As the Prophet Joseph Smith began to expand the Church’s missionary efforts outside of North America, he felt that he should send missionaries to the Russian Empire. In 1843 he called Apostle Orson Hyde and George J. Adams on a “mission to introduce the fulness of the gospel to the people of that vast empire.” The mission envisioned by the Prophet, however, was not fulfilled at that time.
Decades later, missionaries began preaching in Finland, which was then part of the Russian Empire. They baptized Wendla Lindlöf in 1882. In the 1890s her son Johan wrote from his home in St. Petersburg to the Scandinavian Mission, expressing a desire to learn more.
In 1895 the mission dispatched August Höglund to visit Johan and his wife, Alma. After arriving on June 9, Höglund and the Lindlöfs spent all night talking about the gospel. Johan and Alma asked to be baptized. On June 11, Höglund accompanied them to the Neva River to perform the ordinances but could not find a quiet place along the shore. After offering a prayer, however, Höglund reported that “the boats sailed away and the people left us alone.” Johan and Alma were then baptized and confirmed. “Oh, how happy I am,” Alma exclaimed. “I know God has forgiven my sins.”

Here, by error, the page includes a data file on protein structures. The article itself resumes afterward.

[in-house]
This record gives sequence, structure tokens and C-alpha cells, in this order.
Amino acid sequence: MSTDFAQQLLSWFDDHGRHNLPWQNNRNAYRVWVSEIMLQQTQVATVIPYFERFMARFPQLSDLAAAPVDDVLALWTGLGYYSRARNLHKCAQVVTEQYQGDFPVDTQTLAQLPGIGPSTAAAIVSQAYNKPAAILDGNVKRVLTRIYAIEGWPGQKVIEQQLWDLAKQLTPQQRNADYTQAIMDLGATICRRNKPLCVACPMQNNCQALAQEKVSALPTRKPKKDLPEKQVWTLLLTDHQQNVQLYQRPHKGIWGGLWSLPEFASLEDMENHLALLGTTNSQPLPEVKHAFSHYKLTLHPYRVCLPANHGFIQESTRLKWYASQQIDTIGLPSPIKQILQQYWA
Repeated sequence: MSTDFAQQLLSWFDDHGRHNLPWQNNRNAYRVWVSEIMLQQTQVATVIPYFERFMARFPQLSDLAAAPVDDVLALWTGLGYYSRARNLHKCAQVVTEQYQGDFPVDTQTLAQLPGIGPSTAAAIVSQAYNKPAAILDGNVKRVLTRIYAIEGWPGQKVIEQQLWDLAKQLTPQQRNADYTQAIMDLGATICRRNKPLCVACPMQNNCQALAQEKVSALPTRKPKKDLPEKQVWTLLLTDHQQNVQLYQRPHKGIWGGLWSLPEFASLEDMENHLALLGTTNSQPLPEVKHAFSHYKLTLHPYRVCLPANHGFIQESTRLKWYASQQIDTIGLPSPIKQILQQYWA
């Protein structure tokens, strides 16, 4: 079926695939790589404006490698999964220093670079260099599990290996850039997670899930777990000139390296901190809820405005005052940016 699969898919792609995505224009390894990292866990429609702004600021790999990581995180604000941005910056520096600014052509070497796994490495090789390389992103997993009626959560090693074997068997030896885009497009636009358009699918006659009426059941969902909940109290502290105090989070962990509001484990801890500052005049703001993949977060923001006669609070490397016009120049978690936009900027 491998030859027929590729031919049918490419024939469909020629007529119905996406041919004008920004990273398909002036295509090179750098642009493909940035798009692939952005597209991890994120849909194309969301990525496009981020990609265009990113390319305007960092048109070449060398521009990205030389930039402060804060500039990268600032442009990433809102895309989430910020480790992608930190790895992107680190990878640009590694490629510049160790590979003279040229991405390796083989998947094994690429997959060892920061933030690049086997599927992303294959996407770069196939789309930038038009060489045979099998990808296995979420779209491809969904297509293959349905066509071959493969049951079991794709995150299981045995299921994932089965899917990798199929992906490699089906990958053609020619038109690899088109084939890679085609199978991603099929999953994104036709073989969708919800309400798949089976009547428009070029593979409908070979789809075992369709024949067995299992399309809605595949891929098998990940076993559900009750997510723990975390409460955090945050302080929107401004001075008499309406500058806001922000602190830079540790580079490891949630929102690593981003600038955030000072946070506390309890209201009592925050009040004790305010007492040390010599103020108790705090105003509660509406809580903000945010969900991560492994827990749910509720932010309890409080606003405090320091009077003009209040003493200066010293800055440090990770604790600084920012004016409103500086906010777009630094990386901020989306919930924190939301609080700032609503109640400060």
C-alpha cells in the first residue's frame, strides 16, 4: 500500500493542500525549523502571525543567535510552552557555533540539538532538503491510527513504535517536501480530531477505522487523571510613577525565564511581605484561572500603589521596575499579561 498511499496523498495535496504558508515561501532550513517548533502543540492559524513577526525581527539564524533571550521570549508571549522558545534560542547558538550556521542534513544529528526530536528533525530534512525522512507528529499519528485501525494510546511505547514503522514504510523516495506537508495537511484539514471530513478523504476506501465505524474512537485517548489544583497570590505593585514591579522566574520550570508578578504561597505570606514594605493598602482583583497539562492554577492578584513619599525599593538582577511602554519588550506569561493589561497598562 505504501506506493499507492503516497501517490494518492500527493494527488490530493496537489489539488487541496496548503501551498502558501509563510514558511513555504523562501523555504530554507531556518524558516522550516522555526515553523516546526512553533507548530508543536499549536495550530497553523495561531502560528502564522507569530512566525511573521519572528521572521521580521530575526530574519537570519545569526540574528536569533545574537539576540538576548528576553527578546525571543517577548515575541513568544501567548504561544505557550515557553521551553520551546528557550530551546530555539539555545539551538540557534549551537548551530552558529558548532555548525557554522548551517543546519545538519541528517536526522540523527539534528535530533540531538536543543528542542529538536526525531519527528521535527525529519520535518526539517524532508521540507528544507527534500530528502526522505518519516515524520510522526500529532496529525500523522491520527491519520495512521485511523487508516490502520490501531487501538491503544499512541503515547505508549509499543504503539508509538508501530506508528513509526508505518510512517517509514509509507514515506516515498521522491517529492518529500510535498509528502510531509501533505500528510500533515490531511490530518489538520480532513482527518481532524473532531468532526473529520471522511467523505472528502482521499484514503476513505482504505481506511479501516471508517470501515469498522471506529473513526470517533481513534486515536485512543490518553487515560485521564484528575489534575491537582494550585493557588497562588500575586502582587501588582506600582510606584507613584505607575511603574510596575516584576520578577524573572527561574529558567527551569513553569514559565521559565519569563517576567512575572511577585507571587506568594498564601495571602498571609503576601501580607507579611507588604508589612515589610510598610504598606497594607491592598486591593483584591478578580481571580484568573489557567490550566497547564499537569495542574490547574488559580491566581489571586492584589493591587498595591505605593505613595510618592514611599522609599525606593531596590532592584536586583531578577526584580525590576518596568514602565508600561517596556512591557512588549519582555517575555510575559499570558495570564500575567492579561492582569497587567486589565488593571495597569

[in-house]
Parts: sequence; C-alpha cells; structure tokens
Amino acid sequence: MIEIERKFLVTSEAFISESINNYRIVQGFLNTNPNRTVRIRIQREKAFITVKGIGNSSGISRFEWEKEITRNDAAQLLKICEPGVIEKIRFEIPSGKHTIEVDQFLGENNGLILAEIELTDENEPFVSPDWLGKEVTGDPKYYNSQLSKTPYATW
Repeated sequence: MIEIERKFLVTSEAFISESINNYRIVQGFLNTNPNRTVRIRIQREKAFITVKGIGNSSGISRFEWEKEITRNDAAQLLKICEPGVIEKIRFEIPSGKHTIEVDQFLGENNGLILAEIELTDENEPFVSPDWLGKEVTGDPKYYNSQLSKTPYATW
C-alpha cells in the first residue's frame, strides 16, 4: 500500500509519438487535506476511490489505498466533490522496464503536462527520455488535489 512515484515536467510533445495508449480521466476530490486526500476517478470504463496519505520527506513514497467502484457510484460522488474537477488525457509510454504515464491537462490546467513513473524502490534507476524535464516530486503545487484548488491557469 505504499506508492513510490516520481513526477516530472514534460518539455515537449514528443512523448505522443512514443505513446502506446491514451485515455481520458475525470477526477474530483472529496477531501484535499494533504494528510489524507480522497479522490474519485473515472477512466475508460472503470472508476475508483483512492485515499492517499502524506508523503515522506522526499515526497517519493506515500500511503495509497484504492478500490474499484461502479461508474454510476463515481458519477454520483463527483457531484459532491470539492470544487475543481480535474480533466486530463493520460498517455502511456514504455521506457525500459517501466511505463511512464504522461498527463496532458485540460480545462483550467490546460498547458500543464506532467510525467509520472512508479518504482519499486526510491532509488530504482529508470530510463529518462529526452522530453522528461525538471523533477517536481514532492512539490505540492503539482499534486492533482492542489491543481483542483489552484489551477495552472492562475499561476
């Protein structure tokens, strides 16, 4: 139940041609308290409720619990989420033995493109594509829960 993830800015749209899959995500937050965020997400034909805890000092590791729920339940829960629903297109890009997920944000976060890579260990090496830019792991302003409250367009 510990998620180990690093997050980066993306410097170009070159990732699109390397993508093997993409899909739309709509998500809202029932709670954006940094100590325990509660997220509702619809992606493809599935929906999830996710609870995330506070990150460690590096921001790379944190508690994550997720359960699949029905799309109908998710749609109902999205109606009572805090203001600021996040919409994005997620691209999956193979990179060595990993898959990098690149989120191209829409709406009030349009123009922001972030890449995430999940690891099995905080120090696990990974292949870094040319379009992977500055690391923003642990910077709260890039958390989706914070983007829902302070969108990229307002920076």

In the years that followed, Johan, Alma, and their children faced the challenge of living in isolation as Latter-day Saints. Missionaries occasionally visited, raising their spirits. In 1903 Elder Francis M. Lyman of the Quorum of the Twelve Apostles visited the family as he came to dedicate Russia for the preaching of the restored gospel. Still, missionaries stayed only for a short time, and they only baptized one other convert.
The Lindlöfs considered emigrating to a place where the Church was established, but when World War I began, moving became impossible. The Lindlöfs lost contact with the Church for several years as the family fell victim to violence and tragedy. In 1928 Johan and Alma’s oldest surviving son moved his parents from the Soviet Union to Finland. Mission leaders who visited them praised the faithfulness of the Lindlöf family. Gideon Hulterstrom observed, “They had endured much for ‘Mormonism,’ and were willing to endure more if necessary.” Alma passed away in 1939 and Johan in 1944.